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Arts, Faith and Humanities / People of SU
Written by Kristen Kirst
April 14, 2021
Jeanette Rodriguez, PhD, has been appointed director of the Institute for Catholic Thought and Culture (ICTC). Dr. Rodriguez, currently the Malcolm and Mari Stamper Endowed Chair in Catholic Intellectual and Cultural Traditions, is a leading theologian in the fields of religion and culture, religion and social conflict, theologies of liberation, U.S. Hispanic theology, feminist theology, cultural memory, Christology and theology of inculturation. ICTC invites the Seattle U and greater community to renew the Catholic intellectual tradition of engagement at the crossroads where faith and reason, religion and culture, church and world meet— through academic research and reflection. When originally appointed interim director in 2019, Provost Shane P. Martin wrote to the campus community, “There is no better person than Dr. Rodriguez to lead ICTC into its next chapter. Since joining our faculty in 1990, she has brought unparalleled intellectual rigor and passion to her teaching, scholarship and service.” As a professor, Rodriguez teaches in Theology and Religious Studies, Women Studies and the Couples and Family Therapy Graduate Program. She is the author of several books and articles concentrated in the areas of U.S. Hispanic theology, theologies of liberation, peace building and women’s spirituality. “I am both honored and humbled to receive the trust of the university in facilitating the mission of ICTC. This work could not happen without the creative commitment of ICTC Assistant Director Jessica Palmer and the collaboration with my colleagues across campus and our external partners,” says Rodriguez. “May we continue to work together researching and dialoguing about complex issues that affect our world in light of the insights and contributions of Catholic social thought.” In 2013, Rodriguez was recipient of the James B. McGoldrick, S.J., Fellowship, the highest honor conferred on a Seattle University faculty member, as well as the Distinguished Teaching Award in 2010. She has received the U.S. Catholic Award (2000) and an honorary doctorate from St. Xavier University in Chicago (2010). As Rodriguez shared in a 2019 article about her role and the role of ICTC, “We want to support course development that engages the Catholic tradition and faculty in research that has them explore and be in conversation with the best of our Catholic tradition, because as you know, the Catholic tradition is not just about theology—it also has something to say to economics, to business, to nursing, to the professions, to teaching. It addresses everything that has to do with the human condition.”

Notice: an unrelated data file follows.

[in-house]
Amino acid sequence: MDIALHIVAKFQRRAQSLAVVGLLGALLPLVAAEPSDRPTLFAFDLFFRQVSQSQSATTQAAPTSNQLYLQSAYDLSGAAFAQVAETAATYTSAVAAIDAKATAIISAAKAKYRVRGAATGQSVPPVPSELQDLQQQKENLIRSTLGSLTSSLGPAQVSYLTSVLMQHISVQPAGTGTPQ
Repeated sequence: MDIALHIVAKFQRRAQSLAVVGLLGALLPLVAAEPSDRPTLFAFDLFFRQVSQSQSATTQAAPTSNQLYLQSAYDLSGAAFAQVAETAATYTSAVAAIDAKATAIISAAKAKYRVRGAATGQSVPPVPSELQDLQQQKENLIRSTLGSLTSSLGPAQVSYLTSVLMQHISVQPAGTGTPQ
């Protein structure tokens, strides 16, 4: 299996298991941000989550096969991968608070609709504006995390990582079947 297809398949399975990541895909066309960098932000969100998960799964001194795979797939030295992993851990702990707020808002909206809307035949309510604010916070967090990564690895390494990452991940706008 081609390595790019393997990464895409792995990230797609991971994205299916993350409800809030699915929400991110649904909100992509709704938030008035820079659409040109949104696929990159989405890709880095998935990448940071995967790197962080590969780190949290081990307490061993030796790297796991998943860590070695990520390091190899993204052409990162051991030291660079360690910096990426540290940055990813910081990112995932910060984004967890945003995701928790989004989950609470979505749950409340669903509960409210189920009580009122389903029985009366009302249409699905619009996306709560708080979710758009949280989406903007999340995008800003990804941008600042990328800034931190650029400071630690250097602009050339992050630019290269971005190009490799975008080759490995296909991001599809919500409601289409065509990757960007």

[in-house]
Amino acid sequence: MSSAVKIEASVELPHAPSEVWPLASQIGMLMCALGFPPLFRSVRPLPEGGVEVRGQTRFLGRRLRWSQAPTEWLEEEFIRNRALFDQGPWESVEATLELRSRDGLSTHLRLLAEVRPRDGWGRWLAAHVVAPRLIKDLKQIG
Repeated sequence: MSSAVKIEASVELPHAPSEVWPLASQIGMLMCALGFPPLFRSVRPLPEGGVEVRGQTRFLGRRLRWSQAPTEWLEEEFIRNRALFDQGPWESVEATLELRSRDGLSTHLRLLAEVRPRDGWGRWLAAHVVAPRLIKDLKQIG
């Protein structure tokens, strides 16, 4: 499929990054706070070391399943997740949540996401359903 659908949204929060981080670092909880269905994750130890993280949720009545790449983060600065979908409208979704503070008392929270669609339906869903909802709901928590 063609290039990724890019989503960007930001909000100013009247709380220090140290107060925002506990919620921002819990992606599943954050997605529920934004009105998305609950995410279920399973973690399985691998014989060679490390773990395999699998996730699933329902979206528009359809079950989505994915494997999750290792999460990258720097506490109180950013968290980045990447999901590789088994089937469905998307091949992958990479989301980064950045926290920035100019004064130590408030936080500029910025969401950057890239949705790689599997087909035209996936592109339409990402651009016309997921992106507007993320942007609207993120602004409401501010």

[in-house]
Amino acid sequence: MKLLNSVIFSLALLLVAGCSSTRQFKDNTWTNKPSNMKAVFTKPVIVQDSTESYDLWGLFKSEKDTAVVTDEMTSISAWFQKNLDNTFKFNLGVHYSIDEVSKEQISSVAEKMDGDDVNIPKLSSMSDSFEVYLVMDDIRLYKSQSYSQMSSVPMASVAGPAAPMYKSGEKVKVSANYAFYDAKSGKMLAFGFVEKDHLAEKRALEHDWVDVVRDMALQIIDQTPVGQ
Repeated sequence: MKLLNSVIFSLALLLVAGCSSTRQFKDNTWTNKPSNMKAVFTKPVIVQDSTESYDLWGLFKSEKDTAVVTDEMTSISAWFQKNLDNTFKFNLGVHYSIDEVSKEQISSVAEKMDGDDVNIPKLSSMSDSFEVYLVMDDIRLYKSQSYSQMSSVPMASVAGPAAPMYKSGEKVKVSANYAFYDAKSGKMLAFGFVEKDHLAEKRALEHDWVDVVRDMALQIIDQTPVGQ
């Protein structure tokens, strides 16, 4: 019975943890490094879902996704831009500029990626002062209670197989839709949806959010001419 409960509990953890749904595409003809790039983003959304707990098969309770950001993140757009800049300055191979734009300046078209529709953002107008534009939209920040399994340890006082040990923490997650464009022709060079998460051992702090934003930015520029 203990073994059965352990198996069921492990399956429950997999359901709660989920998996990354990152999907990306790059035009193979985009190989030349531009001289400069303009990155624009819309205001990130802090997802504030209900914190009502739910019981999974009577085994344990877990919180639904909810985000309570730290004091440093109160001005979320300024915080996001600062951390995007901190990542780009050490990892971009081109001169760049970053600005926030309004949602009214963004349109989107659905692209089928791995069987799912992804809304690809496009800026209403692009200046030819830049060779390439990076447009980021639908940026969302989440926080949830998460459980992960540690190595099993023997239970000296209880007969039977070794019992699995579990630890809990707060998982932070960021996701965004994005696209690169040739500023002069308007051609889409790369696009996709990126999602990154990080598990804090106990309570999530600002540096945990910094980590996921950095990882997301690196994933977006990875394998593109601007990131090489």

Learn more about ICTC at www.seattleu.edu/ictc/.
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